How to Transplant Clivia

Overview

The clivia is an unusual member of the Amaryllis family. Unlike it's cousins in the family, clivia has no bulbs or rhizomes. Instead, it grows from a number of rope-like roots. The plant is prized to the point that a single specimen may sell for thousands of dollars. Clivia may be used as an outdoor plant in warm, coastal areas with sandy soils, such as are found in southern Florida. In most parts of the country, clivia is grown in containers. Transplanting clivia should be done with the greatest of care to avoid damaging the valuable plant.

Step 1

Time the transplant for spring after the flowers have faded and a new growth cycle has begun.

Step 2

Select a heavy container that is only 1 or 2 inches wider than the current container.

Step 3

Plant the clivia in a nutrient-rich, well-drained soil such as a commercial potting soil formulated for African violets.

Step 4

Remove the clivia from its current container by turning the container on its side. Support the clivia with one hand and gently tap the container until the root ball and soil pull free.

Step 5

Place a pottery shard over the drainage hole of the new container. Fill the container one-third of the way with new soil. Place the plant's root ball in the container. Fill in the sides around the container with new soil.

Step 6

Water the plant until the soil is slightly damp. The soil should feel as damp as a wrung-out sponge.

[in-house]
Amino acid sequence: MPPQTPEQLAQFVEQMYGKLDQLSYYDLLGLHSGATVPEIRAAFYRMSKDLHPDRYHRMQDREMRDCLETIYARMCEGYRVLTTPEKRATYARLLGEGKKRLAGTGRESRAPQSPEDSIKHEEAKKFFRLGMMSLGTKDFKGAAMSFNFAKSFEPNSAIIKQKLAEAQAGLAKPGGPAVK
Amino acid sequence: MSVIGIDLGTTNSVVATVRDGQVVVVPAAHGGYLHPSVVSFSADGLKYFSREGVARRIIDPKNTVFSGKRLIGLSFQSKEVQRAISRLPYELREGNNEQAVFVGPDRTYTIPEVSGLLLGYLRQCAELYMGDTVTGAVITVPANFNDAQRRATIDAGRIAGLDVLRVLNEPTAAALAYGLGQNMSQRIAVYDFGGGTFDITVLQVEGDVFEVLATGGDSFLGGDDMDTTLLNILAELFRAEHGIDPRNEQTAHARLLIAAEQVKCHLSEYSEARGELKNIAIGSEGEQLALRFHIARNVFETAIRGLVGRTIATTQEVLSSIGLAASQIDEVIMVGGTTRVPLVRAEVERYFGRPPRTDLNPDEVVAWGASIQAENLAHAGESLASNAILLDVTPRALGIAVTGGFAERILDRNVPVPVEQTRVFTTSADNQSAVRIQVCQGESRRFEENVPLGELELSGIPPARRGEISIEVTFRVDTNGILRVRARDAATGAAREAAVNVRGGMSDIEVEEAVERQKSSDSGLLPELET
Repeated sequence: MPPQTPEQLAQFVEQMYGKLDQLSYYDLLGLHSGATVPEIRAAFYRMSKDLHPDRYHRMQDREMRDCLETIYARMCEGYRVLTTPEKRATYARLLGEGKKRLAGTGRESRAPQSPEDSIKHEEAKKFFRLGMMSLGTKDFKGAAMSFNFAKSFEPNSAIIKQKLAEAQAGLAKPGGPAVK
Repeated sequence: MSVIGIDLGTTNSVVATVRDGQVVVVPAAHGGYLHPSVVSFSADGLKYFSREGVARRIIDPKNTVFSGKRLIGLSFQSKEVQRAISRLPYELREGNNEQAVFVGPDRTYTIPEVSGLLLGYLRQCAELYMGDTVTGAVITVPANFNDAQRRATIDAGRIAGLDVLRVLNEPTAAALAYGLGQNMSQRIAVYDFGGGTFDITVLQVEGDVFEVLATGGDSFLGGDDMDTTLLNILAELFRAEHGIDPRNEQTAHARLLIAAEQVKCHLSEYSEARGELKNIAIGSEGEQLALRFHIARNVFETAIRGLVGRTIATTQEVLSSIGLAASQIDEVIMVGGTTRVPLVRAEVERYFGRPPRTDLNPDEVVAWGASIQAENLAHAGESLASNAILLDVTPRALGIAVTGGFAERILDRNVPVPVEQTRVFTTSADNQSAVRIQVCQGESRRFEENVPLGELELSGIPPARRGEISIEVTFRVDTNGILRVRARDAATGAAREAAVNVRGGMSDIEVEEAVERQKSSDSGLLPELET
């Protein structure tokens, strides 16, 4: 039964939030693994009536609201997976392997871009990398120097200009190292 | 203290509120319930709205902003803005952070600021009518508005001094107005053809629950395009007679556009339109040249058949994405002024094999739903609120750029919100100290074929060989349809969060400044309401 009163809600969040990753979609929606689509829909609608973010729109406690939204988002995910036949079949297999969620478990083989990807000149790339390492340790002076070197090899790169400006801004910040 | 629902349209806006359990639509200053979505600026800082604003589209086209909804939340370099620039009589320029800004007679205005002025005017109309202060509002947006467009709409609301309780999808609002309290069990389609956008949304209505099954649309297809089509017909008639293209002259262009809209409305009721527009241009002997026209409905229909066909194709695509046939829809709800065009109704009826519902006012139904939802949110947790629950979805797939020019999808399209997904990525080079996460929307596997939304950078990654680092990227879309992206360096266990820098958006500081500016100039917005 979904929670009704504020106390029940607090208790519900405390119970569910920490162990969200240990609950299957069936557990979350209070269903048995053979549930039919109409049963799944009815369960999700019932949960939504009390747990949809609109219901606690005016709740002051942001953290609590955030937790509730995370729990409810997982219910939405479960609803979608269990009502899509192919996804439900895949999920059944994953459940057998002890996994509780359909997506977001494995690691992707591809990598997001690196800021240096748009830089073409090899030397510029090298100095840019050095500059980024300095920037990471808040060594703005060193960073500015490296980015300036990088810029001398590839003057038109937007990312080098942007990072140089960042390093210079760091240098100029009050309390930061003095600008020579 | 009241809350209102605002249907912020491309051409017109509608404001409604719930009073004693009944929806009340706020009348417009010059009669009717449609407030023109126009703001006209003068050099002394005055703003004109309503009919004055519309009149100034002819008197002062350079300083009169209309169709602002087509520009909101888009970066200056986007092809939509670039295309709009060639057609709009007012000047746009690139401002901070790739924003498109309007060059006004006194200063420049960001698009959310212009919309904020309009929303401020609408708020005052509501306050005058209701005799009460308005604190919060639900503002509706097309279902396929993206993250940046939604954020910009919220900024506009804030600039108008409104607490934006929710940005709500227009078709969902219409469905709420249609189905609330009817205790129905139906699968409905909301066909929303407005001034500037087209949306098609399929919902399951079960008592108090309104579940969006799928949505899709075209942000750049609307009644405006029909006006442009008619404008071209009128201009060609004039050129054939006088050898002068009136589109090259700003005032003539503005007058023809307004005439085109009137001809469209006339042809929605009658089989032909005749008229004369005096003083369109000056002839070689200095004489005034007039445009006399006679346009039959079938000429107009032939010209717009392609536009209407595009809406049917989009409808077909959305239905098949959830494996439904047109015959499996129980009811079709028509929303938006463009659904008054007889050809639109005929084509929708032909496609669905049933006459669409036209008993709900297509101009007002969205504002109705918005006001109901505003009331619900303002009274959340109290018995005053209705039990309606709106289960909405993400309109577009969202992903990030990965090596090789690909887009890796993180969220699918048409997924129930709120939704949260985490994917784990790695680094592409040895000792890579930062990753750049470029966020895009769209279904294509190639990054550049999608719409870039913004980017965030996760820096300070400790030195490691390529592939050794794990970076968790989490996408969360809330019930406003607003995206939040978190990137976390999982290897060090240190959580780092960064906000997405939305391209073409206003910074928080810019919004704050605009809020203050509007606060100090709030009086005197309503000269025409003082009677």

Step 7

Place the clivia container in bright, indirect sunlight.

Tips and Warnings

  • Clivias dislike having their roots disturbed. In containers, the plants thrive when they are root bound. If you must transplant the Clivia, do so only every three to five years.

Things You'll Need

  • Heavy container
  • African violet potting soil
  • Garden trowel

References

  • University of New Hampshire Cooperative Extension: For A Sure Thing Try Clivia
  • University of Florida IFAS Extension: Ornamental Corms for Miami-Dade
  • University of Florida IFAS Extension: Clivia

Who Can Help

  • University of Florida IFAS Extension: Flowers
Keywords: growing amarylis, clivia plants, transplanting clivia

About this Author

Tracy S. Morris has been a freelance writer since 2000. She has published two novels and numerous online articles. Her work has appeared in national magazines and newspapers, including "Ferrets," "CatFancy," "Lexington Herald Leader" and "The Tulsa World."